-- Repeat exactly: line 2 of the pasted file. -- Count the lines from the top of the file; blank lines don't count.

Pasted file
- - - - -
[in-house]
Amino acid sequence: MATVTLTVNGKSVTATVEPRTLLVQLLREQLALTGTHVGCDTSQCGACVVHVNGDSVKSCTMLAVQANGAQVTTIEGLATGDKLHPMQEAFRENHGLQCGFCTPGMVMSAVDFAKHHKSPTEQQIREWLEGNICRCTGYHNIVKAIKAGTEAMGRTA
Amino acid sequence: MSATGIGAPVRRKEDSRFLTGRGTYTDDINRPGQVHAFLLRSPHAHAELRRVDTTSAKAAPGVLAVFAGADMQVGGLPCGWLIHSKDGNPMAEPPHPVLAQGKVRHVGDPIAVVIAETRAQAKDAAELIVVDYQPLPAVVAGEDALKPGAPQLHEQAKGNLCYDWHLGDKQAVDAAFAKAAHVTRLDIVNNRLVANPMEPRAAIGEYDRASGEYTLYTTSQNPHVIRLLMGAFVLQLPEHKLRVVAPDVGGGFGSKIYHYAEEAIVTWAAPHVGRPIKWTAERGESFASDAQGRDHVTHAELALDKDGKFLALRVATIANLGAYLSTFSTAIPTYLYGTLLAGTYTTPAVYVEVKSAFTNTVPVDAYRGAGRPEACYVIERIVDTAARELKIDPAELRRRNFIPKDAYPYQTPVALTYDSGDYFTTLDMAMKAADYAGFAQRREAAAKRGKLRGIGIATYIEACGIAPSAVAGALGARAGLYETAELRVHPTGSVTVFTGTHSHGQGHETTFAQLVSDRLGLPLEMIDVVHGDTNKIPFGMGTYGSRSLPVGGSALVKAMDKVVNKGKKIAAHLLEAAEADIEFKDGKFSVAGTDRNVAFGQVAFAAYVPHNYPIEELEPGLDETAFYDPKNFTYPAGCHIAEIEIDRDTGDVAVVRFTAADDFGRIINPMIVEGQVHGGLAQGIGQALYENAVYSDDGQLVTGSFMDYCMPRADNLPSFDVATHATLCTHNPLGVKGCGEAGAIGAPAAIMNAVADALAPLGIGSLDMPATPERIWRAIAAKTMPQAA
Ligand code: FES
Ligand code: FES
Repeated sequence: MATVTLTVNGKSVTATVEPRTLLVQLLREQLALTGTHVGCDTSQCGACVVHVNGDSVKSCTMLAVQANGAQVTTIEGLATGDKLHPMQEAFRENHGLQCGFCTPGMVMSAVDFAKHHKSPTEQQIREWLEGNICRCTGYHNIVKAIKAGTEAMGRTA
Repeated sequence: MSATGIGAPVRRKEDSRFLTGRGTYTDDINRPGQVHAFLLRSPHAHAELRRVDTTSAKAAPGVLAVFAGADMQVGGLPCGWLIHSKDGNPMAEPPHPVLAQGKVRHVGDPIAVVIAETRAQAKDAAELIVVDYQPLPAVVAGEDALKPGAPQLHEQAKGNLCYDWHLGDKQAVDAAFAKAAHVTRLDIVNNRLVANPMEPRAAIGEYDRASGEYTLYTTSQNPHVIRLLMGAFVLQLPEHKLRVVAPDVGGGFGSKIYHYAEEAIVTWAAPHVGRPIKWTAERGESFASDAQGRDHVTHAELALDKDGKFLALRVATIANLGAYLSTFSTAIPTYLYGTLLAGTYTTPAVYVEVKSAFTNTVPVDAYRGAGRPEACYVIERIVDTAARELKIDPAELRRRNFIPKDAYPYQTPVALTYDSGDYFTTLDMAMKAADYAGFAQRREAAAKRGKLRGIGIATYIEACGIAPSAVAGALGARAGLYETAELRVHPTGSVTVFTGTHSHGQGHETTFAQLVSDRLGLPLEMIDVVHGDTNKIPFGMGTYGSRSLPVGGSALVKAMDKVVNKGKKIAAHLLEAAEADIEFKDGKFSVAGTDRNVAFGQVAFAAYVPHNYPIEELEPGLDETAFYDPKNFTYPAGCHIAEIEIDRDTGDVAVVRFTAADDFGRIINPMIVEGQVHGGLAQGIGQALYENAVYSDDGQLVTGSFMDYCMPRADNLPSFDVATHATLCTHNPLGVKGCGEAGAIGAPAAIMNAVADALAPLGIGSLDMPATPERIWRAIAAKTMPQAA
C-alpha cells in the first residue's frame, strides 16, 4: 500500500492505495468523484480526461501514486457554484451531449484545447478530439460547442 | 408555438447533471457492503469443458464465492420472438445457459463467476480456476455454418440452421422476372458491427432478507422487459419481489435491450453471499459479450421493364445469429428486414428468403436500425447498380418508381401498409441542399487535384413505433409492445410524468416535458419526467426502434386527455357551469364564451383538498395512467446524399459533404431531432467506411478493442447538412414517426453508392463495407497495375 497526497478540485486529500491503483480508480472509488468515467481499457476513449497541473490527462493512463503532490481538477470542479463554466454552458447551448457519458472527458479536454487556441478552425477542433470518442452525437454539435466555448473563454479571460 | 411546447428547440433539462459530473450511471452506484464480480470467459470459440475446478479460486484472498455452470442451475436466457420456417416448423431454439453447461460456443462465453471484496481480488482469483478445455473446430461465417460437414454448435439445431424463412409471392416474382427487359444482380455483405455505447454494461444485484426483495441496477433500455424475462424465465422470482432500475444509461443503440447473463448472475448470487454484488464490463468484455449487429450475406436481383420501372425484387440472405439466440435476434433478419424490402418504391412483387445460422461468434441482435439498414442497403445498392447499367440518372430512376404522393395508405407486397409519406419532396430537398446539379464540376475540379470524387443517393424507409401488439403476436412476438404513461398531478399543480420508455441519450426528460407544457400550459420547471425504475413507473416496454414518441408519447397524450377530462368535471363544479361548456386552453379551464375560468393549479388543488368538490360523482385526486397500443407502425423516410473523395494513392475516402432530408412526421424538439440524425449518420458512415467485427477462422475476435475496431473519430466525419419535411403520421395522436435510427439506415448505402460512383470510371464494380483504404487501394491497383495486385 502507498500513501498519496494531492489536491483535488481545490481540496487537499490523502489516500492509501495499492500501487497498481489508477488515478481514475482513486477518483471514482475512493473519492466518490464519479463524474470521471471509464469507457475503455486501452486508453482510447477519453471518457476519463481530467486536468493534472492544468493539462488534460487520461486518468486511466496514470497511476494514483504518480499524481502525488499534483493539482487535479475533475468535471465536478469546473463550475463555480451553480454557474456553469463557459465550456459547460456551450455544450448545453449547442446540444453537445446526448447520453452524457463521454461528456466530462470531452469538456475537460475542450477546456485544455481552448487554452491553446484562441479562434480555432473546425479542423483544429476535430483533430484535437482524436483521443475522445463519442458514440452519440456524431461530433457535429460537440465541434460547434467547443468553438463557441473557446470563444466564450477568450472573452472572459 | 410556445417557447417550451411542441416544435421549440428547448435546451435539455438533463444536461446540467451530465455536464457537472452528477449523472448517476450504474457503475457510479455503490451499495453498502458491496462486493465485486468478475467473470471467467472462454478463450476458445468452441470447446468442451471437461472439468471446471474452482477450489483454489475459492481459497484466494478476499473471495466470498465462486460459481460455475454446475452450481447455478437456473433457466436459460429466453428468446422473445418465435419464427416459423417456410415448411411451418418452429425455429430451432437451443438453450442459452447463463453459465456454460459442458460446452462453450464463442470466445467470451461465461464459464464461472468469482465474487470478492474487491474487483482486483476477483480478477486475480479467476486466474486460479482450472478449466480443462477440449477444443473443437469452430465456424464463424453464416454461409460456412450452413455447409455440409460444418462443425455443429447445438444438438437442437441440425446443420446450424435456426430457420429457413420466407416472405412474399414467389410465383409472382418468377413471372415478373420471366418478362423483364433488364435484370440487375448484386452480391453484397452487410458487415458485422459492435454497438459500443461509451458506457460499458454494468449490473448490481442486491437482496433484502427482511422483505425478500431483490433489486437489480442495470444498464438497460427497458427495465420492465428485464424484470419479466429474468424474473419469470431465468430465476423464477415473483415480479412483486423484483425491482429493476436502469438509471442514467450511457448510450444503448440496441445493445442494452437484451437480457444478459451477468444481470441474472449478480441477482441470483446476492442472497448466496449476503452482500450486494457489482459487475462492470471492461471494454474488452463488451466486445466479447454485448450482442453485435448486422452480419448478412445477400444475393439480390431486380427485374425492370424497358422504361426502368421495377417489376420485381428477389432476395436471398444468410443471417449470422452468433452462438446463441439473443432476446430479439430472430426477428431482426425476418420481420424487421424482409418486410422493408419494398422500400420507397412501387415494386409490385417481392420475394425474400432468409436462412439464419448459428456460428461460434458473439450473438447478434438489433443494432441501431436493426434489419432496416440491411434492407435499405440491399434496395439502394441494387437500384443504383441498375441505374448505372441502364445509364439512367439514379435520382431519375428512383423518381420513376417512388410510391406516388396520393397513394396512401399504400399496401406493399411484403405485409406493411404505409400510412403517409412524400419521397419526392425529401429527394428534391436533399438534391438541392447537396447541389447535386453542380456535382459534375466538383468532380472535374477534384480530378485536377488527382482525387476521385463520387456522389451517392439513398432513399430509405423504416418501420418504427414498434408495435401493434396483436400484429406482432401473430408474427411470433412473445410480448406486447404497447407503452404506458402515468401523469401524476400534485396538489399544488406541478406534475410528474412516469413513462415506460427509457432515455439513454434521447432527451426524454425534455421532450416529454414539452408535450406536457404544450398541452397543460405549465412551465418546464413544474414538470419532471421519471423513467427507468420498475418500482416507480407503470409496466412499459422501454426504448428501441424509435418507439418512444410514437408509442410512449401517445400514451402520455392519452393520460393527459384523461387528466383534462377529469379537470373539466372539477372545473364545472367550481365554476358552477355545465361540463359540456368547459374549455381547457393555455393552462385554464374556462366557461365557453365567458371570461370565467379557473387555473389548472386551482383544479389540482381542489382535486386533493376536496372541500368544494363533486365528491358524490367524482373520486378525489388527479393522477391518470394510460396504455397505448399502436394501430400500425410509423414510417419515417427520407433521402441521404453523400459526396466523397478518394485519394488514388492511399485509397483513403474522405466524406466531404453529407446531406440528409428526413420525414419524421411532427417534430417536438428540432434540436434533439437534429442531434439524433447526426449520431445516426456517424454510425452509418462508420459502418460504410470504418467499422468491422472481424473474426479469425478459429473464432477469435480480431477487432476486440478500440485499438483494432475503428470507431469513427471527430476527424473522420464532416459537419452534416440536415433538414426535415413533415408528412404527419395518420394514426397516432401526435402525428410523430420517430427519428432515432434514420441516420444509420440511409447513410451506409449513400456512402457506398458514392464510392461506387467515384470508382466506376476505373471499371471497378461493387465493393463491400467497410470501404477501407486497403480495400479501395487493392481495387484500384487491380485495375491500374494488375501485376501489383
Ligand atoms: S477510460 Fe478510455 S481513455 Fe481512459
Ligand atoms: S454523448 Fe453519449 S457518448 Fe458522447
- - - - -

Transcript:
Amino acid sequence: MATVTLTVNGKSVTATVEPRTLLVQLLREQLALTGTHVGCDTSQCGACVVHVNGDSVKSCTMLAVQANGAQVTTIEGLATGDKLHPMQEAFRENHGLQCGFCTPGMVMSAVDFAKHHKSPTEQQIREWLEGNICRCTGYHNIVKAIKAGTEAMGRTA